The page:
From "Norm Macdonald’s Comedy Was Quite Christian" by Matthew Walther (NYT).

"Little People, Big Dreams is series of illustrated books for kids of five and over that tells the life stories of what it considers history’s admirable men and women..."

"... Darwin, Mary Shelley, Marie Curie, Malala, Elton John, RuPaul… The books imagine what these high-achieving adults were like as children: bright-eyed and bravely refusing to be cowed. The back of each book explains the conceit: 'All of [these people] achieved incredible things, yet each began life as a child with a dream.'... It’s just plain untrue to say that the men and women of history started out by fantasising about some great achievement. Marie Curie didn’t spend her time hankering for a Nobel Prize, she just got on with studying the science. In no possible world was John Lennon 'the boy from Liverpool who dreamed of peace.' Lennon as a child, in his own words, ‘did my best to disrupt every friend’s home.' What unites great men and women isn’t a capacity to dream big but a love of what they do and a capacity for sheer graft.... [There's a] weird 21st-century idea that childish things are especially virtuous, and that it’s noble, not deluded, to dream of greatness...."

From "Is it cruel to crush your child’s dreams?" Mary Wakefield (The Spectator).

"A woman who speaks 'perfect English' has been found on a rock in the sea off a Croatian island but is unable to say who she is or how she got there."

"The woman, thought to be in her sixties, was covered in cuts and bruises when she was spotted by a fisherman on the craggy outcrop on the isle of Krk. She was on her own crying.... Officials said she had no passport, papers or phone....  A resident who lives near by [said]: 'It’s weird that she was in the area at all. It is an extremely inaccessible part of the bay with terribly sharp rocks — literally razors that cut the rubber on your shoes. There is no life or animals except maybe wild boars or bears which know how to swim here in search of food, but this is a rarity because there is no food, nothing. A woman that age certainly could not swim that distance, it needs exceptional strength.'"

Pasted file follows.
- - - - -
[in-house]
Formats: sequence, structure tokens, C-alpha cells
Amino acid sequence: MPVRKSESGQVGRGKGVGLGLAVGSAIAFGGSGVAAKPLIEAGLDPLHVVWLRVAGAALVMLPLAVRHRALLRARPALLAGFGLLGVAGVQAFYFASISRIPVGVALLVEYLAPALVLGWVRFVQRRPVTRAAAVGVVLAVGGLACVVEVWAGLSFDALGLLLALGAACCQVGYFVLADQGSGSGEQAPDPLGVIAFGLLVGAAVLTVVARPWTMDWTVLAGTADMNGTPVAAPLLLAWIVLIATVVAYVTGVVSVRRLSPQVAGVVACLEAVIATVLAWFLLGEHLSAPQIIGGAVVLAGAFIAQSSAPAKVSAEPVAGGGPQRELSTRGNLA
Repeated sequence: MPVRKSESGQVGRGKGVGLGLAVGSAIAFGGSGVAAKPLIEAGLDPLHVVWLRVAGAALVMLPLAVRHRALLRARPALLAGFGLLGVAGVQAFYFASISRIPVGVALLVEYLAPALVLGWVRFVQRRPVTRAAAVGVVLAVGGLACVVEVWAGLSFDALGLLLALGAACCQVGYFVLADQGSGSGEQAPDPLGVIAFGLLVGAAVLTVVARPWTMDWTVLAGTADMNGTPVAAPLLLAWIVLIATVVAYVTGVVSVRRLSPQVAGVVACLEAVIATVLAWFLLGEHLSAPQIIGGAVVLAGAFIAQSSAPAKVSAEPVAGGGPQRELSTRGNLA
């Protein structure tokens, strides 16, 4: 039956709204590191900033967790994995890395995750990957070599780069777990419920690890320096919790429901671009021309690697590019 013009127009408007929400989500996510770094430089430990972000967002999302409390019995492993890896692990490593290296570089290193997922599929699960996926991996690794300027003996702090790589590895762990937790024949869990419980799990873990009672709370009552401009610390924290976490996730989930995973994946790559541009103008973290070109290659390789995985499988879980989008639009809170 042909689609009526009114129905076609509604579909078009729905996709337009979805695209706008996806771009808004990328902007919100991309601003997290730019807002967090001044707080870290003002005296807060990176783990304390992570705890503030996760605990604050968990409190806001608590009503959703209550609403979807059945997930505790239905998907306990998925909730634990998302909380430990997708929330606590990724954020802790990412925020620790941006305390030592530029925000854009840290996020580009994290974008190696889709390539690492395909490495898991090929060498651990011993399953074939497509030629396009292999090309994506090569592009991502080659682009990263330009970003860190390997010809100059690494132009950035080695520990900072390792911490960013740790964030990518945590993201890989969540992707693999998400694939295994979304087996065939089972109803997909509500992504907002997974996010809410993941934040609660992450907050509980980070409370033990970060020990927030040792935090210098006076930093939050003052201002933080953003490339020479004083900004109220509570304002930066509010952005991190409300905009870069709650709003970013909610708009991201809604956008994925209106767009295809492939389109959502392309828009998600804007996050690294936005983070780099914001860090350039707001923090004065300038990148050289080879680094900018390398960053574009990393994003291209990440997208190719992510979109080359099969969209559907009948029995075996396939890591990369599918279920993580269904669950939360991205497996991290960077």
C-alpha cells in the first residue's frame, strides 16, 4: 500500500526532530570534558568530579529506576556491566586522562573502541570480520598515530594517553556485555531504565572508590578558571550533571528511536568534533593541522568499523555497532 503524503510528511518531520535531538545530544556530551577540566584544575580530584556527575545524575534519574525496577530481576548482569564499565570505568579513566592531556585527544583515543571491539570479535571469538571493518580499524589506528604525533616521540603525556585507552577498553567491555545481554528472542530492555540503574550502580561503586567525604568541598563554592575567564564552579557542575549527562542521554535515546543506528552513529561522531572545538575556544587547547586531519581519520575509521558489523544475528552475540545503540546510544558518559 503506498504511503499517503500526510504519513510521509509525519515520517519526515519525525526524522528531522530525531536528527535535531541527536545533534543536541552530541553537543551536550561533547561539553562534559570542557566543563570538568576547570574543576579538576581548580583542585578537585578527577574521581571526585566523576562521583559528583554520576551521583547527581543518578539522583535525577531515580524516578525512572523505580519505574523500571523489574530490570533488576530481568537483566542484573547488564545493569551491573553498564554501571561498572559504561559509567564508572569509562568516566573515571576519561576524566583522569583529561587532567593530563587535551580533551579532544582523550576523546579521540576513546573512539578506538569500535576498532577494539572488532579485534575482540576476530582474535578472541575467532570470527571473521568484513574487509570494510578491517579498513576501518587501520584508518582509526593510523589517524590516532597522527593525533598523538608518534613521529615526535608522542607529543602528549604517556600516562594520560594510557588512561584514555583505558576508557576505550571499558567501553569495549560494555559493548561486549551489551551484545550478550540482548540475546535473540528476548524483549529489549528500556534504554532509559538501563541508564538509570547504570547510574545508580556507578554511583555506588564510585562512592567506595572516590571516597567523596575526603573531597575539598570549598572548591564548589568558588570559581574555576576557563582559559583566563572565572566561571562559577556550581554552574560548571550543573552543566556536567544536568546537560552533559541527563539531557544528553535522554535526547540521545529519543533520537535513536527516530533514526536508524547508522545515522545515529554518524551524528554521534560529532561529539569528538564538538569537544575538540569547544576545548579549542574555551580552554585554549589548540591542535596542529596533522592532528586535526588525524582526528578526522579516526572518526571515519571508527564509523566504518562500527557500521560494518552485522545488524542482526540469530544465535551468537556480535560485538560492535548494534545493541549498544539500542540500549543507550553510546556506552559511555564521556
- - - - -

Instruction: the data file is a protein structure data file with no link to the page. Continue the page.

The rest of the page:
"A man in his 50s with red hair and a beard allegedly approached another man to ask him if he wanted to help him 'take people.'"

"The man called the Kalispell Police Department to report the redhead who didn’t give any other specifics. A very intoxicated man seen lying on the ground reportedly turned down a bartender’s offer to call him a cab after they closed up for the night. The man did not want help from law enforcement either.... A white car containing a dog had reportedly been parked near garbage cans for two days and someone claimed they didn’t see the dog let out once.... Someone asked officers to check on the welfare of a teenage hitchhiker they picked up on the bypass and dropped off at a bike path. They said he was on a skateboard and was trying to get to Lakeside. Officers made contact with the skateboarder who was OK."
I don't know. There doesn't seem to be much news this morning. I'm reading The Daily Interlake police report and feeling vaguely encouraged.

"The Indictment of Hillary Clinton's Lawyer is an Indictment of the Russiagate Wing of U.S. Media."

 Writes Glenn Greenwald (at Substack).

The FBI... quickly concluded that there was no evidentiary basis to believe any of it.... The central role played by the U.S. media in perpetuating this scam on the public — all with the goal of manipulating the election outcome — is hard to overstate....

September 19, 2021

At the Confabulation Café...

... have a seat and talk all night.

The notion that it's an unfair burden on the black students of Madison to attend a school with the name Madison on it.

One of our high schools here in Madison is called James Madison Memorial High School, and, because Madison owned slaves, the School Board set up a committee to change that name — the name of the school not the name of the city. 

Now, the Wisconsin State Journal reports on the 4 finalists in the naming process. Those behind the petition to change the name were pushing for Vel Phillips Memorial High School. Vel Phillips, a black woman, was successful in Wisconsin politics. But Vel Phillips Memorial High School is listed 3rd in the committee's ranking.

In first place is Bruce Dahmen Memorial High School. Who was Bruce Dahmen? He's a white man, so you might think that would exclude him. But he was the school's principal from 2004 until his death in 2014. I suppose we'll need to hear all about this man's character and reputation, including from those who are pumping for Vel Phillips. 

In second place is Memorial High School. Of all the effrontery! Just not honoring anyone at all! I like that solution. I've always heard the school called Memorial High School, and the other high schools here have neutral names — West High School and East High School. Memorial High School solves the stated problem — eliminating the recognition of James Madison. 

A physician in Texas has violated the new abortion law and he wants his action to be public knowledge.

Alan Braid explains why in The Washington Post:
Newly graduated from the University of Texas medical school, I began my obstetrics and gynecology residency at a San Antonio hospital on July 1, 1972.... At the hospital that year, I saw three teenagers die from illegal abortions. One I will never forget. When she came into the ER, her vaginal cavity was packed with rags. She died a few days later from massive organ failure, caused by a septic infection....

"The painted zebra rug needs to stay - It really ties the room together."